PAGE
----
The GOI and the Indonesian milk industry association has initiated programs, such as providing technical assistance and soft loans, to support the Union of Indonesian Dairy Cooperatives.  However, the results of these programs have been discouraging, leaving the industry incapable of production growth rate and unable to keep up with growing demands.  Therefore, unless the dairy cattle number is significantly multiplied and dairy farming condition are significantly improved, the dairy industry/producers must continue to rely on milk solid imports.


Nonetheless, the Union of Indonesian Dairy Cooperatives ultimate goal is to improve domestic fresh fluid milk production by an average of 15 percent per year by 2010. The GOI estimates that Indonesia's milk demand will increase from 6 liters/capita (current demand) to 16 liters/capita in 2010 (total dairy consumption demand is estimated to reach 4 million MT), the population is also expected to climb to 245 million (the current population is approximately 215 million).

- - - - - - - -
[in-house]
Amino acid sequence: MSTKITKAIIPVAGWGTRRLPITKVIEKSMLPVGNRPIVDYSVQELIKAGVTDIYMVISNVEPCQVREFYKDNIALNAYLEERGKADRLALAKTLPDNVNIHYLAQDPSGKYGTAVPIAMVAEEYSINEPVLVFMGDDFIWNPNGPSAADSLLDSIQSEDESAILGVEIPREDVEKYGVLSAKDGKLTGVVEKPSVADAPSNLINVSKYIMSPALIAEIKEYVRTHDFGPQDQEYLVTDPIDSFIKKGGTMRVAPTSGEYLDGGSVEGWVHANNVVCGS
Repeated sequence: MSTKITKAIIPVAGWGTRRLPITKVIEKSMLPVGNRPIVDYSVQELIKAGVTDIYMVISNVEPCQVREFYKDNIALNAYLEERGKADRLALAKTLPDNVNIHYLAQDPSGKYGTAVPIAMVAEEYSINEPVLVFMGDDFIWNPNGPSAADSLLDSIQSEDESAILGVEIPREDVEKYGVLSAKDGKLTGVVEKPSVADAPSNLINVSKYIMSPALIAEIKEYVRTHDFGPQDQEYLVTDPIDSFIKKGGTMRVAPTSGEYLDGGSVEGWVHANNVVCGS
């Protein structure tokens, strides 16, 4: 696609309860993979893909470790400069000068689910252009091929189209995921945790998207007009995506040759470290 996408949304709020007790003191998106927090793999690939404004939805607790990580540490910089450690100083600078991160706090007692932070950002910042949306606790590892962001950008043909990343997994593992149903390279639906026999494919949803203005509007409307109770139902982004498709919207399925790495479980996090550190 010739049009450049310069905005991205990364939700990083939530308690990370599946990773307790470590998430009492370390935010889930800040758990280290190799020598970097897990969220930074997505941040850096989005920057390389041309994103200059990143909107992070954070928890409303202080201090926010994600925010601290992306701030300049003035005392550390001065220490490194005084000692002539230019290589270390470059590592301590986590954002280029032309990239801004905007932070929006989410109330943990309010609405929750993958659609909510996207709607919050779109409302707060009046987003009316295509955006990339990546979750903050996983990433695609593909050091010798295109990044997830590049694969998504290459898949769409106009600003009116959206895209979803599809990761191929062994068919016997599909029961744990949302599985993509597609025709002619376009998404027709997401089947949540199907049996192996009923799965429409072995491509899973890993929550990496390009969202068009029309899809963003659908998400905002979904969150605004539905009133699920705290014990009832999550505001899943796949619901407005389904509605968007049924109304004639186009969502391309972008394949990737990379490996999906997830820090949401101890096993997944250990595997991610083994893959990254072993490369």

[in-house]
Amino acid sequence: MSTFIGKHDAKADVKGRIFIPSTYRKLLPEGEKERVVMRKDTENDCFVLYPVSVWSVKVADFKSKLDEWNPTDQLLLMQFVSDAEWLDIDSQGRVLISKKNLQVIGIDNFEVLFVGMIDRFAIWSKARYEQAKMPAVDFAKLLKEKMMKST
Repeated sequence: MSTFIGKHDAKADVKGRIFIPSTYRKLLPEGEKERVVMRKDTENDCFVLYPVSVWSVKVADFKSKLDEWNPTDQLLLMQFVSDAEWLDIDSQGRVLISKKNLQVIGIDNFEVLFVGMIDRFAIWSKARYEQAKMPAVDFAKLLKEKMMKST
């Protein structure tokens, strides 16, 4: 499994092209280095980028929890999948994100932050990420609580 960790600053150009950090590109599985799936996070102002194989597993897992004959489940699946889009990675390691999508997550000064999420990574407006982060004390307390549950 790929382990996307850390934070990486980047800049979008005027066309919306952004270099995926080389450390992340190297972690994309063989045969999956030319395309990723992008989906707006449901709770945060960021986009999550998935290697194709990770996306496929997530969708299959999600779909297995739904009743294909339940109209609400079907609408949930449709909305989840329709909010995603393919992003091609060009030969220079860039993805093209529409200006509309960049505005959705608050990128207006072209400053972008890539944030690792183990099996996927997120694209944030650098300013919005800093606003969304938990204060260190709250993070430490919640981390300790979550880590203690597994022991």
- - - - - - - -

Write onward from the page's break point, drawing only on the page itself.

Domestic fluid milk production is primarily used for whole milk powder production. Due to the extra long drought, post forecast FFDM production increased only 5 percent to 47,000 MT, while total use is expected to be 74,000 MT in CY03.  The shortage in domestic production and use will have to be met through imports, as in previous years.  Because domestic milk production is low, Indonesia does not produce any NFDM.  Domestic NFDM requirements are met entirely by imported products.